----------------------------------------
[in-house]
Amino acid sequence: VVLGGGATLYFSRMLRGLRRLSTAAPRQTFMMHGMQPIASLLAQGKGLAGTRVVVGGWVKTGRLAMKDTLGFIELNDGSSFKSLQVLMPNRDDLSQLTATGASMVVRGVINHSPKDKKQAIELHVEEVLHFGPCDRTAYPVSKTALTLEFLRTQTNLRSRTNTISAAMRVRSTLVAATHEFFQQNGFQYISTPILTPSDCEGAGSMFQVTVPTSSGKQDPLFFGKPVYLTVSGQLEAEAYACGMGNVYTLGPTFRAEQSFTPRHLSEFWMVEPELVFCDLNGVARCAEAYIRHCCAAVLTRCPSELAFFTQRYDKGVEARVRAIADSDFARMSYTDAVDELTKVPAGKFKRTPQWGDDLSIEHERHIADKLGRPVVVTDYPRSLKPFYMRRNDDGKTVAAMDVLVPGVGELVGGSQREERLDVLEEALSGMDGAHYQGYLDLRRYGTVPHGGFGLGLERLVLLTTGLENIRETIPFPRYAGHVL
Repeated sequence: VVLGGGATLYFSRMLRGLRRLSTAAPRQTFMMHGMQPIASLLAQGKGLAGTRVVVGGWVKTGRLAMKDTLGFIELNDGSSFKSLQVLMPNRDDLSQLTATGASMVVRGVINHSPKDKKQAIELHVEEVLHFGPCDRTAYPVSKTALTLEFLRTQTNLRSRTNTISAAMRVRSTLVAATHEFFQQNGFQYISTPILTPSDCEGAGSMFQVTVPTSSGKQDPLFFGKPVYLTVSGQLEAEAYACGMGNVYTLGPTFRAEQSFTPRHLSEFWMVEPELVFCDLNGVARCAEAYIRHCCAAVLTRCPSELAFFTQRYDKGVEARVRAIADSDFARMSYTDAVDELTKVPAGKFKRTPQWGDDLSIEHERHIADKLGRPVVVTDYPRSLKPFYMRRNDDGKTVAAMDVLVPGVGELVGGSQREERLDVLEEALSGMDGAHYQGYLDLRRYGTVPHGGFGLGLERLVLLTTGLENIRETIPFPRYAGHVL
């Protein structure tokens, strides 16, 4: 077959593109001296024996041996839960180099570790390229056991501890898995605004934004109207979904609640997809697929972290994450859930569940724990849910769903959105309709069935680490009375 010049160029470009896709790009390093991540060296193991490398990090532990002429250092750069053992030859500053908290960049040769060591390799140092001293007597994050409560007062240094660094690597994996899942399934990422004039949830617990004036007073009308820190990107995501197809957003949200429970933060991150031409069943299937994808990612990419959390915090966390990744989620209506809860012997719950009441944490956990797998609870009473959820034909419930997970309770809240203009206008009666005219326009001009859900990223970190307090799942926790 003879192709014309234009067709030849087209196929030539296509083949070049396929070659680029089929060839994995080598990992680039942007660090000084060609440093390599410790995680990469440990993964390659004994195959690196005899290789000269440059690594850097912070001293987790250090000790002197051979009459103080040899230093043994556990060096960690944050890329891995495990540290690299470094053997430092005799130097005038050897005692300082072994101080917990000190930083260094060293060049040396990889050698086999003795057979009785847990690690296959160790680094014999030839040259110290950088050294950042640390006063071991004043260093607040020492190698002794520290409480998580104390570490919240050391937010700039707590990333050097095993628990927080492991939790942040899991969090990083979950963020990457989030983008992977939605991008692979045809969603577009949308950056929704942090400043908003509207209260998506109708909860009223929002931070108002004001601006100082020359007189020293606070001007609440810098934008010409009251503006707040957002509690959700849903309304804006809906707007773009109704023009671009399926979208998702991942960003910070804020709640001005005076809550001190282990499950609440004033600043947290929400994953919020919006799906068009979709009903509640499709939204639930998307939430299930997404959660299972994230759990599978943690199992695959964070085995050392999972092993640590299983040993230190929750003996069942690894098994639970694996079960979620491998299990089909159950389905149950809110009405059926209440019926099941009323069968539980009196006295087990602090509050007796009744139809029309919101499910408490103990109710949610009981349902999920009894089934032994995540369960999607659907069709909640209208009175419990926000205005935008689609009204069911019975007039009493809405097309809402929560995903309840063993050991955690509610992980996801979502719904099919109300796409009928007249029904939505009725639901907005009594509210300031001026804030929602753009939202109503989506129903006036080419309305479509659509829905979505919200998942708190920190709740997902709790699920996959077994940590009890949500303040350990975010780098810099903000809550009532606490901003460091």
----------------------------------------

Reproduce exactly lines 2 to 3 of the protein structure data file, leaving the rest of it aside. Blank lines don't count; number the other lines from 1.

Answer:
Amino acid sequence: VVLGGGATLYFSRMLRGLRRLSTAAPRQTFMMHGMQPIASLLAQGKGLAGTRVVVGGWVKTGRLAMKDTLGFIELNDGSSFKSLQVLMPNRDDLSQLTATGASMVVRGVINHSPKDKKQAIELHVEEVLHFGPCDRTAYPVSKTALTLEFLRTQTNLRSRTNTISAAMRVRSTLVAATHEFFQQNGFQYISTPILTPSDCEGAGSMFQVTVPTSSGKQDPLFFGKPVYLTVSGQLEAEAYACGMGNVYTLGPTFRAEQSFTPRHLSEFWMVEPELVFCDLNGVARCAEAYIRHCCAAVLTRCPSELAFFTQRYDKGVEARVRAIADSDFARMSYTDAVDELTKVPAGKFKRTPQWGDDLSIEHERHIADKLGRPVVVTDYPRSLKPFYMRRNDDGKTVAAMDVLVPGVGELVGGSQREERLDVLEEALSGMDGAHYQGYLDLRRYGTVPHGGFGLGLERLVLLTTGLENIRETIPFPRYAGHVL
Repeated sequence: VVLGGGATLYFSRMLRGLRRLSTAAPRQTFMMHGMQPIASLLAQGKGLAGTRVVVGGWVKTGRLAMKDTLGFIELNDGSSFKSLQVLMPNRDDLSQLTATGASMVVRGVINHSPKDKKQAIELHVEEVLHFGPCDRTAYPVSKTALTLEFLRTQTNLRSRTNTISAAMRVRSTLVAATHEFFQQNGFQYISTPILTPSDCEGAGSMFQVTVPTSSGKQDPLFFGKPVYLTVSGQLEAEAYACGMGNVYTLGPTFRAEQSFTPRHLSEFWMVEPELVFCDLNGVARCAEAYIRHCCAAVLTRCPSELAFFTQRYDKGVEARVRAIADSDFARMSYTDAVDELTKVPAGKFKRTPQWGDDLSIEHERHIADKLGRPVVVTDYPRSLKPFYMRRNDDGKTVAAMDVLVPGVGELVGGSQREERLDVLEEALSGMDGAHYQGYLDLRRYGTVPHGGFGLGLERLVLLTTGLENIRETIPFPRYAGHVL